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My old man wasn't necessarily old, just older than me. So I called him Old Man. He would drive truck from Mid-Michigan to White River Canada three times a week, Weather permitting. Or not. When my yard was flooded, he would put on his waders just to come pay me a visit. And all I had to offer him was strong coffee in an old china cup, And coffee talk. Coffee talk, about public radio, And his latest blues album, And the moose. The truck busting moose. When I went hunting or fishing with my old man, it always started with the picture in his head, The grandiose, romantic picture in his head. When the picture became a reality, I was amazed. And when the picture failed to become a reality, I was amazed At his ability to enjoy the new picture. I only saw my old man on the weekends. But two or three times a week, in the middle of the night I would wake up to the Jake Brake and the air horn Shattering the crisp silence of Grand Valley, And I knew my old man was thinking about me. My old man got the most joy from putting on a good dinner For the friend who just did two years, From seeing the reformed drug addict finally get a good job, Seeing the inner-city dweller save enough to move his family to the country, And from seeing the novice writer get published for the first time. My old man couldn't understand why he had bad thoughts. Why, while watching the Pope at Christmas, was he thinking about running through the Vatican like a fullback and snatching up the porcelain baby Jesus? Why? I told him we all have bad thoughts. I didn't choose to know my old man, and I can't choose to stop knowing him. So I guess he wasn't my old man to start with. Someone just gave him to me to use and enjoy for awhile, And then took him back where he belongs. I realize now when I get the next "old man" I'll appreciate him even more, Because he won't be mine to have, he'll be a temporary gift from the Giver.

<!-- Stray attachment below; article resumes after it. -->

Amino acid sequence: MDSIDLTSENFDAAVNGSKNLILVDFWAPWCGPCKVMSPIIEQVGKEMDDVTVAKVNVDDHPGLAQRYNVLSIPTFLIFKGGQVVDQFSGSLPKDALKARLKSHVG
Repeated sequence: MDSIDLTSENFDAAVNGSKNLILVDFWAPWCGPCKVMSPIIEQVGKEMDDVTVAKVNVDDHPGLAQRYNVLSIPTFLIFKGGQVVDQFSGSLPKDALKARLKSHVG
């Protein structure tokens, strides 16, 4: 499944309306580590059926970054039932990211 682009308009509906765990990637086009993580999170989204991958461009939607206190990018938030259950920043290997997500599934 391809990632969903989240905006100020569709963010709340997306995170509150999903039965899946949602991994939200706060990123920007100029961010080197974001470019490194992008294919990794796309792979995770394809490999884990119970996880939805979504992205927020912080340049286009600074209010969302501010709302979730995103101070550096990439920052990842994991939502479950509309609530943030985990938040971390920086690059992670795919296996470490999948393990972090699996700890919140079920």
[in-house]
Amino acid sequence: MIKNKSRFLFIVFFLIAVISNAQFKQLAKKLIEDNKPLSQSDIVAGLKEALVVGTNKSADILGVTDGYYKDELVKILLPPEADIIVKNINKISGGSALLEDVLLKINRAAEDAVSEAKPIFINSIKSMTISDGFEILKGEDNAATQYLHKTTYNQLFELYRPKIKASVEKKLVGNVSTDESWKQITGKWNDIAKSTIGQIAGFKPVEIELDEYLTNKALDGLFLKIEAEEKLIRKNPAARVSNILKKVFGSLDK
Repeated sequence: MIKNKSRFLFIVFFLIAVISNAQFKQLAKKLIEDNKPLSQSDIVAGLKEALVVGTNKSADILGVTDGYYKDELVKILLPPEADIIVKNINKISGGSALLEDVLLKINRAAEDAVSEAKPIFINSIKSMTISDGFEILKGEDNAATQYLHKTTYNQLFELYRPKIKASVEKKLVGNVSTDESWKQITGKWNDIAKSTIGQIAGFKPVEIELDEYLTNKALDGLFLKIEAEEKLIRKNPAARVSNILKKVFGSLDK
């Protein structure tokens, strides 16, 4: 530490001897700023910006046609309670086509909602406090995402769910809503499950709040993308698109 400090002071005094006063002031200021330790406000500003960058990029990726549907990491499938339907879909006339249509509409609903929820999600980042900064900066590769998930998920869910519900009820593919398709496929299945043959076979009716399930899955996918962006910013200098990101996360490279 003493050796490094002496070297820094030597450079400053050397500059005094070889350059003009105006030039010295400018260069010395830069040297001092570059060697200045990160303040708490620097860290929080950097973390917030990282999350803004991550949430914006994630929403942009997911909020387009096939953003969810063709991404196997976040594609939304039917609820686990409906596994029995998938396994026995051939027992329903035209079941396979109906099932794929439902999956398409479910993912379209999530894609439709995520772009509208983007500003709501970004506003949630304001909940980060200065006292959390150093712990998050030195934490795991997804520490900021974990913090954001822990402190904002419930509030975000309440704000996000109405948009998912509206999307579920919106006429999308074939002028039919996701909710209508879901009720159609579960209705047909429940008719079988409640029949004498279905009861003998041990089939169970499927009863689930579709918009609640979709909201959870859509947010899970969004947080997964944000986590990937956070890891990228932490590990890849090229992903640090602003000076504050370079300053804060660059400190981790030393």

About the author:
I used to live on the lower Grand River in Michigan right across from Grand Valley State University. The 'house' was a 125 year-old shotgun shack that still stands today. The river would flood out the yard in spring and fall. Charlie Bowles lived there prior to my moving in and had great stories about the place.